Alaska’s snow crab show resilience to ocean acidification, which is underway in the Bering Sea

Study findings show a possible bright spot for a commercially important population hammered by a warmth-triggered crash

Bering Sea snow crab, with two specimens seen in this undated photo, support an iconic Alaska seafood harvest, but a crash in population since 2018 triggered the first ever closure of the fishery in 2022. That closure was extended for the 2023-24 season. A newly published study shows that snow crab have some resilience to ocean acidification, with eggs and embryos that fare better in acidified conditions than do those of other Alaska crab species. (Photo provided by National Oceanic and Atmospheric Administration)

By Yereth Rosen/Alaska Beacon

The beleaguered snow crab of the Bering Sea may have one strength that could help their population endure rapidly changing marine conditions: an apparent resilience to ocean acidification.

Research by National Oceanic and Atmospheric Administration scientists in Kodiak has found that juvenile snow crabs are not harmed when reared in more acidic waters. That is a contrast with other types of crab found in Alaska waters and even with bairdi crab, commonly referred to as tanner crab, which are closely related to snow crab.

The results come from an experiment that held females for two years and observed development of embryos and larvae from eggs hatched in each of the years.

“The embryos did just fine. They hatched out just fine both years. We didn’t see any indications of negative effects on embryo development,” said Chris Long, the study’s leader and a scientist at NOAA’s Alaska Fisheries Science Center laboratory in Kodiak.

The study found some minor effects on larvae in the first year but not in the second year, he said.

The experiment’s structure duplicated the structure for an earlier tanner crab project, Long said. That project found that negative effects from acidification in tanner crab emerged in the second year, and they were profound, with 70 percent of the eggs failing to hatch, he said.

The new findings also parallel those from other research that found that snow crab shells are more resilient to acidified waters than are tanner crab shells. In that experiment, Long said, snow crab shells remained intact after two years’ exposure to acidified waters while tanner crab shells deteriorated.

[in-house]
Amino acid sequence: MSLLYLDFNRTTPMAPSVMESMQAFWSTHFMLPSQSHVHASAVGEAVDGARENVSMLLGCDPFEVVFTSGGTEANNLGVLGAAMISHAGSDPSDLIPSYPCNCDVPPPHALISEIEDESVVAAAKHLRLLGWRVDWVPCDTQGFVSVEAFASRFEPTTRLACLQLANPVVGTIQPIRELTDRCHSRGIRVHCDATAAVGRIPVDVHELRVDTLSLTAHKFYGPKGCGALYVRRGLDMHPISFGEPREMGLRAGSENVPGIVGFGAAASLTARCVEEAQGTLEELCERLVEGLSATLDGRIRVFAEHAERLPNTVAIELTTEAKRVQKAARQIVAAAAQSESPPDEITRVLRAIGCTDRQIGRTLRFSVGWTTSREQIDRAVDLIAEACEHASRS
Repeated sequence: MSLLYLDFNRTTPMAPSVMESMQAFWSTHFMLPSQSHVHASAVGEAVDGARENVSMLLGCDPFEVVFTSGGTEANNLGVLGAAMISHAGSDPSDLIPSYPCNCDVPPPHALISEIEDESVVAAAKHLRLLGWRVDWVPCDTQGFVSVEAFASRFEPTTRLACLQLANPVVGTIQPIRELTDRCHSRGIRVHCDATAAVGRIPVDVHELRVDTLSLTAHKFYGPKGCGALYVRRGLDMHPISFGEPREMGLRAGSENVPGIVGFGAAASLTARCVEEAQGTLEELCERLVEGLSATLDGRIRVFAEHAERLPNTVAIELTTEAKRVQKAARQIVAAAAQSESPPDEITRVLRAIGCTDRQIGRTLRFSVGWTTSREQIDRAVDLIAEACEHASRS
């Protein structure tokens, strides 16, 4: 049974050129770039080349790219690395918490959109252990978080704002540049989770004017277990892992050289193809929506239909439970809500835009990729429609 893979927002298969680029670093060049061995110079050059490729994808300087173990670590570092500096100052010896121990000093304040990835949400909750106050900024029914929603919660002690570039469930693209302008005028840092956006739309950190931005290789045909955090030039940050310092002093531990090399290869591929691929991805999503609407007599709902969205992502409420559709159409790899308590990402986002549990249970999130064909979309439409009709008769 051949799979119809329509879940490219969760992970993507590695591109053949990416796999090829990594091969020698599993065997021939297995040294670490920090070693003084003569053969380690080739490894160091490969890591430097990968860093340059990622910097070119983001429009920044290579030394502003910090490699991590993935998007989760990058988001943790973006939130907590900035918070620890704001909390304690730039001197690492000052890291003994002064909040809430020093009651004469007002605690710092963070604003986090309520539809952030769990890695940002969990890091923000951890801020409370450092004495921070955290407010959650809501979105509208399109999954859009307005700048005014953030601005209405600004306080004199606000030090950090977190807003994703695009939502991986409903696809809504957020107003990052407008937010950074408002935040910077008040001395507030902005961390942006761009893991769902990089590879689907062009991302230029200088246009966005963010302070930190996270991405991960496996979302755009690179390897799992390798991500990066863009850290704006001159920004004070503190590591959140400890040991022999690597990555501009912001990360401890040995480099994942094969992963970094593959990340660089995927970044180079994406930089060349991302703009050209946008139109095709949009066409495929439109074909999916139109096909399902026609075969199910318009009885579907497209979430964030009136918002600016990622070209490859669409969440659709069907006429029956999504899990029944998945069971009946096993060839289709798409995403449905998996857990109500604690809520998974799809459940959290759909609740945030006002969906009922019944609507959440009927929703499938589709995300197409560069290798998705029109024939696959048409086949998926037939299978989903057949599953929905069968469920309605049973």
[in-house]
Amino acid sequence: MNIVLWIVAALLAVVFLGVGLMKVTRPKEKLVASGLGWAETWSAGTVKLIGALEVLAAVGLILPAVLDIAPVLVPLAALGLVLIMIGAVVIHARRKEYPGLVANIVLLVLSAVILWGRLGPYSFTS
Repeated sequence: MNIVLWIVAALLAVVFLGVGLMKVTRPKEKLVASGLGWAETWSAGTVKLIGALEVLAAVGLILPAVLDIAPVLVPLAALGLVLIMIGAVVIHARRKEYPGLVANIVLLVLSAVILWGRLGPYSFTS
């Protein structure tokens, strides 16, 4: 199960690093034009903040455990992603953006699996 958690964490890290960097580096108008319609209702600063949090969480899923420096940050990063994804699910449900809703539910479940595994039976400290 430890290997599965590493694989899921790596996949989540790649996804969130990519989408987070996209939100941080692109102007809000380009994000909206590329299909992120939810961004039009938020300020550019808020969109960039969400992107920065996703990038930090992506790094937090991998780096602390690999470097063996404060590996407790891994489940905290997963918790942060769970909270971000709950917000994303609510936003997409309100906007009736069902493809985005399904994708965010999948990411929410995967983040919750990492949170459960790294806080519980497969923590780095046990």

Resilience to ocean acidification could be important for snow crab and other Bering Sea species. The Bering Sea is, by its nature, conducive to acidification because of its cold waters, high carbon content, wide seasonal swings and a particular combination of ocean mixing characteristics. Previous research has found that the world’s most acidic ocean waters are found in the northern Bering Sea during the winter, when sunlight is scarce and carbon-absorbing plankton cannot bloom. And Bering Sea acidification is expected to increase into the future as the oceans continue to absorb the carbon being pumped into the atmosphere.

The findings about snow crab embryos and larvae provide a bit of good news in an otherwise bleak picture for the species in Alaska that has supported a lucrative fishery in the past.

The eastern Bering Sea’s snow crab population crashed by 80% from 2018 to 2022, prompting the first-ever harvest closure last year – a shutdown extended in October by the Alaska Department of Fish and Game for another year. During those years, about 10 billion snow crabs were lost, according to NOAA. Any population rebuilding is expected to take several years, fisheries biologists have said.

An egg-containing female snow crab, used for a study about ocean acidification effects, is seen in this undated photo. (Photo provided by Chris Long/NOAA Alask a Fisheries Science Center)